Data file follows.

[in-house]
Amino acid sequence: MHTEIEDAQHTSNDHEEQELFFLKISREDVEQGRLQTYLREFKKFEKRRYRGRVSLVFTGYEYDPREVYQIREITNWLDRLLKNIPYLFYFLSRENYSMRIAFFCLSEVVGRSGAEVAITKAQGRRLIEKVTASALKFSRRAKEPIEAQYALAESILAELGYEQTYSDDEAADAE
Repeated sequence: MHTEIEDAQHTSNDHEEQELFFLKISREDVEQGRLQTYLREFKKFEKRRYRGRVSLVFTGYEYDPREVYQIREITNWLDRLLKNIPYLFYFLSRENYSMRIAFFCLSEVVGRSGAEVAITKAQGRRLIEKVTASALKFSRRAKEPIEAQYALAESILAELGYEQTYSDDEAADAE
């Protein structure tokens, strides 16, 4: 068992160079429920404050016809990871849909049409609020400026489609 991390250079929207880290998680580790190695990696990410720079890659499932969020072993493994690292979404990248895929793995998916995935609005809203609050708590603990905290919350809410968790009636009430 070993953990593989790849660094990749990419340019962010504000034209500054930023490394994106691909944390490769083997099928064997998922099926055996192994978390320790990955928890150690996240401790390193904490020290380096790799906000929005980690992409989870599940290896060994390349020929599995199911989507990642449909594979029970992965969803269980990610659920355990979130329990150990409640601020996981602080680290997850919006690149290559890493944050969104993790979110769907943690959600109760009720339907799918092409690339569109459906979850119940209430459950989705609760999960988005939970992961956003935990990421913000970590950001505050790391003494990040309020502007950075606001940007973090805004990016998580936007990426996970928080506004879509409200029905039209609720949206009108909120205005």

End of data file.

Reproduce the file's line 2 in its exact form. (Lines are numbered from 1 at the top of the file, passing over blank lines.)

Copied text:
Amino acid sequence: MHTEIEDAQHTSNDHEEQELFFLKISREDVEQGRLQTYLREFKKFEKRRYRGRVSLVFTGYEYDPREVYQIREITNWLDRLLKNIPYLFYFLSRENYSMRIAFFCLSEVVGRSGAEVAITKAQGRRLIEKVTASALKFSRRAKEPIEAQYALAESILAELGYEQTYSDDEAADAE